ARTS & ENTERTAINMENT

In Miriam’s Basement, Zen and the Art of Sculpting

By Maddie Orton
Arts Correspondent

Miriam Rosenstein’s basement is a sight to behold. On any given Thursday, it’s filled with sculptors chipping, and carving, and sanding away. Ninety-two-year-old Rosenstein is all business wielding a chisel or small, circular chainsaw over a block of wood. She picked up the art form in her 60s and hasn’t stopped perfecting it.

“When you have something like wood or stone, it’s different. Each piece of wood is different, each piece of stone is different,” explained Rosenstein. “And so, when you’re working on it, you probably have to work differently with each one.”

Rosenstein offered up her basement as a less crowded work space for grateful friends from sculpting class. They all chipped in for an air filtration system, and years later, they still chip in every week with a potluck lunch.

“Oh, it’s so much fun! And everyone critiques everyone else’s work,” said sculptor Debby Schultz. “I have told more people about Miriam because I think that she is the most fantastic person. To offer her house was very generous of her, I think.”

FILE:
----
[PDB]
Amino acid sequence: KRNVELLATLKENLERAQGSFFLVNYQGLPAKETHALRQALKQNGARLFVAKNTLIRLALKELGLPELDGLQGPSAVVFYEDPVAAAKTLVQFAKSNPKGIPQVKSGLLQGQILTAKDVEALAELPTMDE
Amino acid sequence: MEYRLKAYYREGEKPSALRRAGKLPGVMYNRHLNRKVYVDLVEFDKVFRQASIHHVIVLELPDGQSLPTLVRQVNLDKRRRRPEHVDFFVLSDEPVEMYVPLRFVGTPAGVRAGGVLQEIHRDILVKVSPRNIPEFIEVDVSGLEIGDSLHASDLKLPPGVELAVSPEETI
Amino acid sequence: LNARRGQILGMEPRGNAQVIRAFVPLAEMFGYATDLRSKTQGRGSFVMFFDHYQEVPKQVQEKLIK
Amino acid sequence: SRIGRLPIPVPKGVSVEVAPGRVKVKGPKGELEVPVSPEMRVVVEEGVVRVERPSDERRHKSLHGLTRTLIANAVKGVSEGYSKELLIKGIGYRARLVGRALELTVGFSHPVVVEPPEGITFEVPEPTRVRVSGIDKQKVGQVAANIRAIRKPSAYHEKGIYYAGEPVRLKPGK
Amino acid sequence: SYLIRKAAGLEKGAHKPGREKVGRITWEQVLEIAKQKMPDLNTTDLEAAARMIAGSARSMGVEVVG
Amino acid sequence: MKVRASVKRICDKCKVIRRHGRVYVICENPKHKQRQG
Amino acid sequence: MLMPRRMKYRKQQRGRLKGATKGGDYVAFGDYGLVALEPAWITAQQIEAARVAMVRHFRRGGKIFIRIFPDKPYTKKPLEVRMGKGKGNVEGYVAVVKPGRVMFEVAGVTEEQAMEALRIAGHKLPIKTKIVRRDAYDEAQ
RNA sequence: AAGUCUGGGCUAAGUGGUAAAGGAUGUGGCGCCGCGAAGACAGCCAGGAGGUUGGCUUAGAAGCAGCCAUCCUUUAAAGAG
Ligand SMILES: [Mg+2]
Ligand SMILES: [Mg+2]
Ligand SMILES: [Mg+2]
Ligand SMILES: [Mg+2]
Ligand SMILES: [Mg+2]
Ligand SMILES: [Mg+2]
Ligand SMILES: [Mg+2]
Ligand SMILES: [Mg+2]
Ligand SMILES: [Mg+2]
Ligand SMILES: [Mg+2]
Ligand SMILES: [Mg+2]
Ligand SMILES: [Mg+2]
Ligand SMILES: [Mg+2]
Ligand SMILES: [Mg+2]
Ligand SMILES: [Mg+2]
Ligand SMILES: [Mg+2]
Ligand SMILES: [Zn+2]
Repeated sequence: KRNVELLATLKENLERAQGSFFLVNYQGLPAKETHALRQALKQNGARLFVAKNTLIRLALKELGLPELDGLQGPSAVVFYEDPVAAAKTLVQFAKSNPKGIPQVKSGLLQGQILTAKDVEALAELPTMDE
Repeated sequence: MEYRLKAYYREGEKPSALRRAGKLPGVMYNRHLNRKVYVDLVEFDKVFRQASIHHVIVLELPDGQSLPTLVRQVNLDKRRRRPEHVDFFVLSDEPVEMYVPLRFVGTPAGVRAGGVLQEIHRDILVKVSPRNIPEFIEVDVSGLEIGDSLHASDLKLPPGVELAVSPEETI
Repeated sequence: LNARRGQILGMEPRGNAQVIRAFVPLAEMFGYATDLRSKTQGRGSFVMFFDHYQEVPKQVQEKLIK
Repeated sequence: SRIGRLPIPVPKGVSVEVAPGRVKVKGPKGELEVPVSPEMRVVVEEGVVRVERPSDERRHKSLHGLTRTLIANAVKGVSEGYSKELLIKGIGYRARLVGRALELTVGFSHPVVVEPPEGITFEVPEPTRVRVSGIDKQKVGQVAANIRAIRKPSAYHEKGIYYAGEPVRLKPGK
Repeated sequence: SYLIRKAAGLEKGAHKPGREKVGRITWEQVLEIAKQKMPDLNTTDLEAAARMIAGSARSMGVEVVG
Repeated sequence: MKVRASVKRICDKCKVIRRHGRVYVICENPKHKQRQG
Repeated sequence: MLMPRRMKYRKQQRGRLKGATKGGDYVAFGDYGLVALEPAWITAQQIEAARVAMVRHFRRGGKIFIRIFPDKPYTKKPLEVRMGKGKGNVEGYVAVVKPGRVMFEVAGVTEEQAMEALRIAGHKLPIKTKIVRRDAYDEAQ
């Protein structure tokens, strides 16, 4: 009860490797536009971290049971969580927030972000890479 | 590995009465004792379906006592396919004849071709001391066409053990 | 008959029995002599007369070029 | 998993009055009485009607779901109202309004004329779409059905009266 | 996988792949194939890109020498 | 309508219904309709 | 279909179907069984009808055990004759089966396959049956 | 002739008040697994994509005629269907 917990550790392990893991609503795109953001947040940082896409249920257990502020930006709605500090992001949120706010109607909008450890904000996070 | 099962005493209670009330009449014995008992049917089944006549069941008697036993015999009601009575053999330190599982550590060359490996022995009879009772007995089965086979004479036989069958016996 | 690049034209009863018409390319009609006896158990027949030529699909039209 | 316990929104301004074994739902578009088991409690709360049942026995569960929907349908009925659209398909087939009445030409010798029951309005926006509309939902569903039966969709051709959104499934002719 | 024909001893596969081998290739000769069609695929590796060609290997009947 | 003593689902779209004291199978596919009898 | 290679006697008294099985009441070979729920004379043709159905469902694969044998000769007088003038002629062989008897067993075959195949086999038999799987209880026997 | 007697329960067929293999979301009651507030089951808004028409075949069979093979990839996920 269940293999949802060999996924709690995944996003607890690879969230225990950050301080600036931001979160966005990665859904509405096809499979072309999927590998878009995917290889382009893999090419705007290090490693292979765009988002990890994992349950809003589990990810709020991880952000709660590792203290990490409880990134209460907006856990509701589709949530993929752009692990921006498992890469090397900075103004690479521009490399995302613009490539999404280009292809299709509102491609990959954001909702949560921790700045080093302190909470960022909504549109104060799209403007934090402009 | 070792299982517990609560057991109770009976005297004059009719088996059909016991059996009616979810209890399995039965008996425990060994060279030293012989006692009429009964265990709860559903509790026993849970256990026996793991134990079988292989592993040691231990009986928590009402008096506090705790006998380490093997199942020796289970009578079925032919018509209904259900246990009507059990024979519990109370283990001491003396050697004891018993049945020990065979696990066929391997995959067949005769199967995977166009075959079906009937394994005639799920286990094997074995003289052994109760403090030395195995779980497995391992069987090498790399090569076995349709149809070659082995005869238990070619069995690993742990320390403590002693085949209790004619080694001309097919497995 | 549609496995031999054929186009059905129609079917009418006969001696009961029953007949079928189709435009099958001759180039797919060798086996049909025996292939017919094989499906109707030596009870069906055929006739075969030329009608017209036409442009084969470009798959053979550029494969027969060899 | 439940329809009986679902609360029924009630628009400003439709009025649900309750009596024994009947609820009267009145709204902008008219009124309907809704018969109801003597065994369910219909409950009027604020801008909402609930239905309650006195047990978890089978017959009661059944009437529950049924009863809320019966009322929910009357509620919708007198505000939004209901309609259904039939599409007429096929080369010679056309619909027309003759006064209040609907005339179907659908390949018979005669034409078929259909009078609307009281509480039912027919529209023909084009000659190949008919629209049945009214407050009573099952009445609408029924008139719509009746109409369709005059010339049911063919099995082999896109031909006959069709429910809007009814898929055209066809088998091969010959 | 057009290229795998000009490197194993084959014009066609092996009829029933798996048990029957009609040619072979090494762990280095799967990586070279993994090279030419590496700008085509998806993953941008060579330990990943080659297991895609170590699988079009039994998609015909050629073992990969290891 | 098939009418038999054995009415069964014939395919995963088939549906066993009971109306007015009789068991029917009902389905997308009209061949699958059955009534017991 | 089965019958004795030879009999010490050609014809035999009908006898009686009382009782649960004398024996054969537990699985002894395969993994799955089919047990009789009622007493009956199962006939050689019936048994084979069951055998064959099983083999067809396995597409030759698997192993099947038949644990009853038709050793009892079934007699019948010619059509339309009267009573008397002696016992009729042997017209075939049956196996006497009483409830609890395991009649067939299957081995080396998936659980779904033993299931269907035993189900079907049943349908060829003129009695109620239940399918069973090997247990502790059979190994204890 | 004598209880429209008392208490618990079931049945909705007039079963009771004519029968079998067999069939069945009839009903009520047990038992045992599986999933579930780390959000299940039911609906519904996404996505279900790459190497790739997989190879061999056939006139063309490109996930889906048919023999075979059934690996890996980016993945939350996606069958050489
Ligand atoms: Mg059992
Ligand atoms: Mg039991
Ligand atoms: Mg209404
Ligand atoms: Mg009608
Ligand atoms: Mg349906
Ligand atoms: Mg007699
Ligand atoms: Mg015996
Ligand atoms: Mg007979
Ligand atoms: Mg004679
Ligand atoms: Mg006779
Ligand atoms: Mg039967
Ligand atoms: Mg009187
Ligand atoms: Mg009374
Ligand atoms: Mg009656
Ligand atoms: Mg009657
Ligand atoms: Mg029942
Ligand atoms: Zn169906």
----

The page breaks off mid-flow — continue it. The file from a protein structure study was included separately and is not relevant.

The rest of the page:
The basement, like the rest of the house, is filled with artwork — much of it Miriam’s. She said when word got out that she works with wood, people just began bringing her pieces. Still, it’s not an easy medium to mold — the same with stone. Rosenstein said sculptors can shape a piece for months only to have a chunk of it simply break off.

“Maybe it gives you more patience,” she conjectured. “Well, instead of just giving up on it, you try to work something out.”

If Rosenstein sounds zen about the process, that’s because there may be something therapeutic in it.

“This is the only thing that I love that I can just, everything can go away — the sadness, the unhappiness,” said sculptor Dolores Stewart. “When I do this, everything goes away and I just dwell on the art.”

Stewart is in her 80s. She worked as a driver for years to save up money for art supplies and classes. The focus of her work? Happy people.

“Ever since I was small, I loved faces,” she said. “I love the old people faces. I love the creases. And I love it when they smile. Even though some teeth are missing, you see the joy.”

Stewart said in art she found what gives her joy. “I absolutely think art will take you further, live longer, be happier. But, that has to be your niche!”

Whatever your bliss might be, Rosenstein said don’t let a late start prevent you from giving it a shot.

“Give it a try,” she urged. “Give it a try!”